This will be must and should question in Spark interviews. Understanding the resource allocation for a Spark job is very important, because entire Spark job execution completely depends on these parameters. If we don't allocate the resources properly job might run into issues and the might be starving for the resources. In this blog we will get the knowledge how to allocate the resources for Spark job like how many executors needed, how much memory required for each executor and how many number of cores required for each core. Below are the factors based on which we need to allocate the resources for Spark Jobs. They are:

- The size of the data we going to process
- Time within which the job needs to be completed
- Resources allocation - Dynamic/Static
- Upstream or Downstream application

**Static Resources Allocation**

Assume that we have 6 nodes and each node has 16 cores and 64GB RAM.

In each and every node 1 core and 1 GB RAM must be allocated for the OS and background daemon process that always run. So we are left with 15 cores and 63 GB RAM in all the nodes.

Number of cores:

Number of cores will be equal to number of concurrent tasks that run on an executor. But here is a limitation on number of cores. As discussed just now number of cores are equal to number of tasks that an executor can run but this should 5, because researches show that more than 5 parallel tasks lead bad performance of Spark job. So the optimum value to run job properly, the number of cores must be 5, even if we have 15 cores available in each node.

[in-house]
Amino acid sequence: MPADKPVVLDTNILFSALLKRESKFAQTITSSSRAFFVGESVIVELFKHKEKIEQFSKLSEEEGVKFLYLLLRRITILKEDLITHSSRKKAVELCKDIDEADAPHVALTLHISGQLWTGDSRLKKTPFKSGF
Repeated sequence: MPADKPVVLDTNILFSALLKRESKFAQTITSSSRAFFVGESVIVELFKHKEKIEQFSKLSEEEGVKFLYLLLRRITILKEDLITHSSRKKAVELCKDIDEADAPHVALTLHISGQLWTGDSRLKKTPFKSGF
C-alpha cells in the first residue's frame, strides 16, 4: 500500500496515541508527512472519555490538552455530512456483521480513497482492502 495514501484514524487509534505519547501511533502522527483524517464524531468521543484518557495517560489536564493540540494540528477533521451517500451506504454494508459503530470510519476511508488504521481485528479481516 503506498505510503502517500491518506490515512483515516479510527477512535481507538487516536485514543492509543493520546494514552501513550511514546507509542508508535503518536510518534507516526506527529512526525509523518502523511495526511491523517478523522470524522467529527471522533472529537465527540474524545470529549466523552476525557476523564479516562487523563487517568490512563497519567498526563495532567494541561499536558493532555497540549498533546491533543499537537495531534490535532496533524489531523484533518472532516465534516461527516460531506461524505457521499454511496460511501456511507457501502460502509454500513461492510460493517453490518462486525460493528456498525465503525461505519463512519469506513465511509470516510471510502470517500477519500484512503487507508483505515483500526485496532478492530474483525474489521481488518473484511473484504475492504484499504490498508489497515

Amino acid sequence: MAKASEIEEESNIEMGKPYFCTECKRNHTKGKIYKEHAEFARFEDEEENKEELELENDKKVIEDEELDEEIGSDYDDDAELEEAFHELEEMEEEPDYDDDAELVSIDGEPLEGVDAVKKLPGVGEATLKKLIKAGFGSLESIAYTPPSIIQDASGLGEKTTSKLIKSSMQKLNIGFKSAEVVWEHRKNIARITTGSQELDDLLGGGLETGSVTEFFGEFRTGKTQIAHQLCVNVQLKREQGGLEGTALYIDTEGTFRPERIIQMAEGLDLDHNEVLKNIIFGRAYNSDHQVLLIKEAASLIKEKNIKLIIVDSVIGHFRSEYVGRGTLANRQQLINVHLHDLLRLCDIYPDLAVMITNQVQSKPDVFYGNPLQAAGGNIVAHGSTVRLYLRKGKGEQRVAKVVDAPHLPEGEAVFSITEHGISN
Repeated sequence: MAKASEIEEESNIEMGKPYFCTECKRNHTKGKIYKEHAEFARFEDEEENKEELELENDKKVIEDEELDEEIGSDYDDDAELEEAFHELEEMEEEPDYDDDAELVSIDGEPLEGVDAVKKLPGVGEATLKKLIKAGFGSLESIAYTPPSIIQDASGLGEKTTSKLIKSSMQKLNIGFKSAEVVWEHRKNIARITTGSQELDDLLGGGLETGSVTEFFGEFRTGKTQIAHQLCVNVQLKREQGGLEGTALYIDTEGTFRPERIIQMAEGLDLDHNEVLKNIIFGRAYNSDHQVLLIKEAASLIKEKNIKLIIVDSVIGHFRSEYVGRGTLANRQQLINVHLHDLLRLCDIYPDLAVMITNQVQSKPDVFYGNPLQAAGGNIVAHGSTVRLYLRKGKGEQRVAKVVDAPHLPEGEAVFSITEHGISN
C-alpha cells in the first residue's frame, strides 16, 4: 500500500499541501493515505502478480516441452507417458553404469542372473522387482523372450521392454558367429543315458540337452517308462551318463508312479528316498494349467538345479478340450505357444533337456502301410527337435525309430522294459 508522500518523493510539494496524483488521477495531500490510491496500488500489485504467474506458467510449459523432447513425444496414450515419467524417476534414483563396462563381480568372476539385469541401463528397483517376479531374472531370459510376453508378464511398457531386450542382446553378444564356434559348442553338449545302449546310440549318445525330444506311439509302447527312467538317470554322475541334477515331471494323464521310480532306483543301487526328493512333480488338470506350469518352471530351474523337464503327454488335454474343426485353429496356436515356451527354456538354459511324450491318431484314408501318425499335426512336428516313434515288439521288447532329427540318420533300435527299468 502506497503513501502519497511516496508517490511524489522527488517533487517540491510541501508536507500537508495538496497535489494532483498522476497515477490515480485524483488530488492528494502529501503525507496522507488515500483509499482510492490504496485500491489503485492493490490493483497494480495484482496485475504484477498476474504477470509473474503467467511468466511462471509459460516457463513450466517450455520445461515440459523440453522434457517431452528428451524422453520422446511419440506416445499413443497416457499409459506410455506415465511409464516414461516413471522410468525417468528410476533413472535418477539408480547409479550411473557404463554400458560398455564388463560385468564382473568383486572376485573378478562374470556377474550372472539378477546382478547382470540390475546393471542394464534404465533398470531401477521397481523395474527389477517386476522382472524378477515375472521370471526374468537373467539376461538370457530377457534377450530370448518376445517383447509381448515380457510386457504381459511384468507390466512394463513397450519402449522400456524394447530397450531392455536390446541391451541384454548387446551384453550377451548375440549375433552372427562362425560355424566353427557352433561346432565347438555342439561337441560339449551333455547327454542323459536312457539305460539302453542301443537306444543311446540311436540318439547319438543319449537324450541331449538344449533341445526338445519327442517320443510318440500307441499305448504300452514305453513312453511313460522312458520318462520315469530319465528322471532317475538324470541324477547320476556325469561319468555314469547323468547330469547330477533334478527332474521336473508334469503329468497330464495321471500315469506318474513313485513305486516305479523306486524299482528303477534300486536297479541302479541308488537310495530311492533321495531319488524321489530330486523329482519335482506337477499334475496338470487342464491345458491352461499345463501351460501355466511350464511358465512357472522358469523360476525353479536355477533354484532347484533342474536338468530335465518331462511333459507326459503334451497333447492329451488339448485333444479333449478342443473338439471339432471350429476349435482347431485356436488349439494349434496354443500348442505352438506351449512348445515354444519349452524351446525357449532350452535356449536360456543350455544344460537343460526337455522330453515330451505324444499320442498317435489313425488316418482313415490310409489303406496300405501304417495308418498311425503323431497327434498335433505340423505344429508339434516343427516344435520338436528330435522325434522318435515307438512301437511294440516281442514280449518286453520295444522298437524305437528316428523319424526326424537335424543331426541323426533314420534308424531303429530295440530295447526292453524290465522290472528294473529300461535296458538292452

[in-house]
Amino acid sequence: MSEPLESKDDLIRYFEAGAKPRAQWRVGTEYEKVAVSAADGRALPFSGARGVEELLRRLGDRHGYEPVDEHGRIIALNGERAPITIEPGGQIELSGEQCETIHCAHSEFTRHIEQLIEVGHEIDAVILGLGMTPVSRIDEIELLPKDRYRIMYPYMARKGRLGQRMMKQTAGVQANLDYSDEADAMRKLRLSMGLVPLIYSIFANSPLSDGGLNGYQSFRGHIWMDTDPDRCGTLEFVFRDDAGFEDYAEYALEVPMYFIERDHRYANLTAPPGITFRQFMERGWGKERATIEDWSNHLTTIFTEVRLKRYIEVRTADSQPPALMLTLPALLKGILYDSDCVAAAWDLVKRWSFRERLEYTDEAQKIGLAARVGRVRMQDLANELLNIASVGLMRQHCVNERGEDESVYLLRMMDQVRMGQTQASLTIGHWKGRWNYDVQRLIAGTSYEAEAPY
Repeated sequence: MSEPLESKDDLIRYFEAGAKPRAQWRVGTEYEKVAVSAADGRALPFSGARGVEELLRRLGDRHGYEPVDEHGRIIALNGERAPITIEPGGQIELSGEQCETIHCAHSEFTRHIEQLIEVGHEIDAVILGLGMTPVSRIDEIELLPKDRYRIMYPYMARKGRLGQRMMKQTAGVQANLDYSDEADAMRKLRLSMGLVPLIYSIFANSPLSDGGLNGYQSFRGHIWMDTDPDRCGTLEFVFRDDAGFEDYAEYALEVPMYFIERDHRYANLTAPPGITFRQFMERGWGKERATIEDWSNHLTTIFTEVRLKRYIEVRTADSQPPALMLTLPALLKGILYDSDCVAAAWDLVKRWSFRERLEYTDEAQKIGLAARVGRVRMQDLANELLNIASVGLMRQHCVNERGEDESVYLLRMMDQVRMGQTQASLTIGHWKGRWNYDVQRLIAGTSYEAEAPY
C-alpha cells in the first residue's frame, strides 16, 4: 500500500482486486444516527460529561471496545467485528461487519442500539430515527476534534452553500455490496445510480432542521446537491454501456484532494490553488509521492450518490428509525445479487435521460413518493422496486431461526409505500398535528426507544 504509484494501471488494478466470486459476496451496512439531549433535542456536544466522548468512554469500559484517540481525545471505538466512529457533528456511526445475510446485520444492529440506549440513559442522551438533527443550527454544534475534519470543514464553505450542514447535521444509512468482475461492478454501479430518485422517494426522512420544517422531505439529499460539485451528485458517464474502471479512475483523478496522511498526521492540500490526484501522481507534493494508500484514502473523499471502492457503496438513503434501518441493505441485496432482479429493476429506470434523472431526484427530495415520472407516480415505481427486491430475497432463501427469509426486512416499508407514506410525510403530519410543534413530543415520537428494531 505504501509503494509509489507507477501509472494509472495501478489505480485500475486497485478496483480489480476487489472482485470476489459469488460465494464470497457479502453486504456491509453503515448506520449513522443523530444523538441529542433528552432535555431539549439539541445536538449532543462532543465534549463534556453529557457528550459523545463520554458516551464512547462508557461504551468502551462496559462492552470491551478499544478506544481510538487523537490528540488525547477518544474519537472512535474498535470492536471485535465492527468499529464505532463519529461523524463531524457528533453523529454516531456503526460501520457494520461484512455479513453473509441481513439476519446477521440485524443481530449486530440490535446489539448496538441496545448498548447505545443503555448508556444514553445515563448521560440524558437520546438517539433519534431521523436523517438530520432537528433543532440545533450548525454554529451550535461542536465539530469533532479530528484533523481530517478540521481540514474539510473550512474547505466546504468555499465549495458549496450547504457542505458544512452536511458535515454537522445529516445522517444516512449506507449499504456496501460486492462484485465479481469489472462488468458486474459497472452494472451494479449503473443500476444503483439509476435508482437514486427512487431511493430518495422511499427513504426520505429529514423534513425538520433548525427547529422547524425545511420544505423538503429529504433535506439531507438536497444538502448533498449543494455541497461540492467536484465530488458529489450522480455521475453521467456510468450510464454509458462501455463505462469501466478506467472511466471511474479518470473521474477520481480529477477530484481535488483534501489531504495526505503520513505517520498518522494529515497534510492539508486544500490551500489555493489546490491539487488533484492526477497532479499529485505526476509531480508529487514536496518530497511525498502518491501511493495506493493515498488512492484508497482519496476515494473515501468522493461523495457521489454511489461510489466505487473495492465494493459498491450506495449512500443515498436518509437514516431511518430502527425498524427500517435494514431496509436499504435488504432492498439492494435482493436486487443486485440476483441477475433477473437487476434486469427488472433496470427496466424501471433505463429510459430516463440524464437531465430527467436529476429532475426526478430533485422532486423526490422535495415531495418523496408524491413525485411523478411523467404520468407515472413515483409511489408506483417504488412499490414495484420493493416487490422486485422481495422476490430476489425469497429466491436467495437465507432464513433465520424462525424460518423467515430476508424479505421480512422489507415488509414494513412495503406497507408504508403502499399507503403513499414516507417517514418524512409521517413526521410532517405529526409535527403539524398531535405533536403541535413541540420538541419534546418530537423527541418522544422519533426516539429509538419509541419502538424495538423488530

Number of executors:

We have 15 cores available on each node and each executor can have 5 cores. So the total number of executors can a node has is 15/5 = 3. If we calculate number of executor for all the 6 nodes it comes as, 3*6 = 18, because we have 3 executors on each node and we have 6 nodes. So we have total 18 executors out of which one executor must be dedicated to ApplicationMaster in YARN. So we are left with 17 executors. So we can pass 17 to the parameter --num-executors along with spark-submit command.

Memory for each executor:

We have 3 executors on each and 63 GB RAM on each node.

So each executor can take 63/3 = 21 GB RAM.

But there will be small memory overhead involves to determine full memory request to YARN.

So the formula for memory overhead is maximum(384MB, 0.7*spark.executor.memory).

On calculating this we will get max(384 MB, 1.47GB).

So the maximum out of these two is 1.47 GB so the memory overhead is 1.47 GB.

So the memory available for each executor will be 1.47 GB which can be rounded off to 2 GB lesser than available.

So the memory available for each executor is 19 GB.

Final resources:

--num-executors 17

--executor-cores 5

--executor-memory 19GB